Attention-deficit/hyperactivity disorder (ADHD) can affect a child’s ability to pay attention or sit still at school, and it also can affect relationships with family and other children.
Children with ADHD often show behaviors that can be very disruptive to others. Behavior therapy is a treatment option that can help reduce these disruptive behaviors. It is often helpful to start behavior therapy as soon as problems are diagnosed.
What is Behavior Therapy?
The goals of behavior therapy are to encourage positive behaviors and discourage unwanted or problem behaviors.
Good treatment plans will include monitoring improvement closely and adjusting the therapy as needed along the way.
Types of Behavior Therapy
- Parent training in behavior therapy: Parents learn to use skills to better manage their child’s behavior. Parents learn ways to strengthen their relationship with their child.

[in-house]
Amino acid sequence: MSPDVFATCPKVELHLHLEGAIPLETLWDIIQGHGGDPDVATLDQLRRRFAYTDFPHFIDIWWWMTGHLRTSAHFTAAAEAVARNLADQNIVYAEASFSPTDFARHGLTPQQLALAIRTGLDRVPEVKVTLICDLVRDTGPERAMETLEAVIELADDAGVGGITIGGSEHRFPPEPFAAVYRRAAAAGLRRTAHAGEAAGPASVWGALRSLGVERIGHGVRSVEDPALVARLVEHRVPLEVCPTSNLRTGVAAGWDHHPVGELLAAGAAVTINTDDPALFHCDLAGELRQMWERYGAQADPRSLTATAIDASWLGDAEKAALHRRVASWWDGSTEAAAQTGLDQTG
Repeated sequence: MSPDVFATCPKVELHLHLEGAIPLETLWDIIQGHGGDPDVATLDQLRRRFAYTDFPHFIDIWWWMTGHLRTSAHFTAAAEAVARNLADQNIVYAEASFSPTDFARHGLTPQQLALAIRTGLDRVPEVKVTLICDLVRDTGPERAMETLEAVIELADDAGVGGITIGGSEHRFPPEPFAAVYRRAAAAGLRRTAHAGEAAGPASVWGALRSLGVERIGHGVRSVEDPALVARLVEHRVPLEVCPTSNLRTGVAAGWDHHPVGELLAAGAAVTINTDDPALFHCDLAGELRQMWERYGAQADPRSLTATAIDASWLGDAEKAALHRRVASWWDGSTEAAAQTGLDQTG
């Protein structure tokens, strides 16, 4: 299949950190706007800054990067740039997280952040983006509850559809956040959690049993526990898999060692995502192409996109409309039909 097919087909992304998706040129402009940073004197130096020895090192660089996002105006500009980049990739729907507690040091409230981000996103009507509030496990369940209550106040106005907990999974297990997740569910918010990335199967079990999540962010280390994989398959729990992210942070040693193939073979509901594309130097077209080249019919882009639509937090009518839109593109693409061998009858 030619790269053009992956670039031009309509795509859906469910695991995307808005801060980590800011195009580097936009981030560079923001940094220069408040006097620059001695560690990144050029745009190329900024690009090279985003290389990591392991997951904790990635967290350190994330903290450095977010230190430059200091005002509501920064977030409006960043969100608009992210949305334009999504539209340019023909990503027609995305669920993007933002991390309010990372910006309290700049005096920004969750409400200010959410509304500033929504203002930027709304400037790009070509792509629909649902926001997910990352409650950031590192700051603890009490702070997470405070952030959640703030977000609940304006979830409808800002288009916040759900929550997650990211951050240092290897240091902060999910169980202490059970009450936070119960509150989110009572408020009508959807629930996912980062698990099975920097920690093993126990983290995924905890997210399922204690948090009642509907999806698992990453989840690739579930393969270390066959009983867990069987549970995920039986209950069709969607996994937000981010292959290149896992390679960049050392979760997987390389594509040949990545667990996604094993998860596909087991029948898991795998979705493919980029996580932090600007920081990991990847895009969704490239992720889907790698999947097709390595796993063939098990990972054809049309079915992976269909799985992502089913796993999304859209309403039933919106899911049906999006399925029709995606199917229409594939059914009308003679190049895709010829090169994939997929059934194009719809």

- Behavior therapy with children: The therapist works with the child to learn new behaviors to replace behaviors that cause problems. The therapist may also help the child learn to handle feelings in ways that do not create problems for the child or other people.
Behavior therapy can be individual or in groups. Teachers can also use behavior therapy to help reduce problem behaviors in the classroom.
Choosing Behavior Therapy at Different Ages
- Behavior therapy training for parents is effective for managing disruptive behavior in young children through age 12.
- The age when children are ready for their own therapy varies, but usually by about 8-10 years of age.
- For school-age children, parent training and behavior therapy with children can be very effective when used in combination.
Finding a therapist
Psychologists, licensed counselors, and licensed social workers can provide behavior therapy.
- Check professional association directories or health insurance provider directories.
- Review the therapists’ profile or call and ask about their approach to ADHD treatment.
Source: Centers for Disease Control and Prevention | Fact Sheets About ADHD, https://www.cdc.gov/ncbddd/adhd/materials-multimedia/factsheets.html | public domain